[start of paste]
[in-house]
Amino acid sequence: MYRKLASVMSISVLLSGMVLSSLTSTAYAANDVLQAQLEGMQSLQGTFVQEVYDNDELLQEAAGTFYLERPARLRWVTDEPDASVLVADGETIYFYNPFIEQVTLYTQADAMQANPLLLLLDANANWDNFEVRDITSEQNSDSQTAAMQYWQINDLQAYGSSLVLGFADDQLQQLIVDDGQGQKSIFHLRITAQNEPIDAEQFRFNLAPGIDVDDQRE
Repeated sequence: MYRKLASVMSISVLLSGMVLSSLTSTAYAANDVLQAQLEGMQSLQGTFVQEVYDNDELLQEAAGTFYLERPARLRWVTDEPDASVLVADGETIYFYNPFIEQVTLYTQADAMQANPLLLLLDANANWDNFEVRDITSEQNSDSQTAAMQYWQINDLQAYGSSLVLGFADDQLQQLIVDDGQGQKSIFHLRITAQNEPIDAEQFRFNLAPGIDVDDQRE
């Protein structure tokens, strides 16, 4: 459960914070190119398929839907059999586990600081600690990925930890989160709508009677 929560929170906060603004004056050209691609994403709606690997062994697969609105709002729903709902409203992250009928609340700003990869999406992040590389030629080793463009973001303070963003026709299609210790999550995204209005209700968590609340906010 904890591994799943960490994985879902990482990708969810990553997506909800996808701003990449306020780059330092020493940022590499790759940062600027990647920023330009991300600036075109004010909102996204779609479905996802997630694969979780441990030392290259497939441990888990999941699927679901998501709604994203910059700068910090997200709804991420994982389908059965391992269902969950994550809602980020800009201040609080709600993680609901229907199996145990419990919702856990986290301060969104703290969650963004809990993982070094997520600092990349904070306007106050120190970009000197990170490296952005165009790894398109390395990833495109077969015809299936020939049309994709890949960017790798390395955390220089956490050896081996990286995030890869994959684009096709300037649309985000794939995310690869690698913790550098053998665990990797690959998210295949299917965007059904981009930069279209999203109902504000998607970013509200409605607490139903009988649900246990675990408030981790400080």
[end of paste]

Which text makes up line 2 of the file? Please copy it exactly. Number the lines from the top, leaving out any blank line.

Amino acid sequence: MYRKLASVMSISVLLSGMVLSSLTSTAYAANDVLQAQLEGMQSLQGTFVQEVYDNDELLQEAAGTFYLERPARLRWVTDEPDASVLVADGETIYFYNPFIEQVTLYTQADAMQANPLLLLLDANANWDNFEVRDITSEQNSDSQTAAMQYWQINDLQAYGSSLVLGFADDQLQQLIVDDGQGQKSIFHLRITAQNEPIDAEQFRFNLAPGIDVDDQRE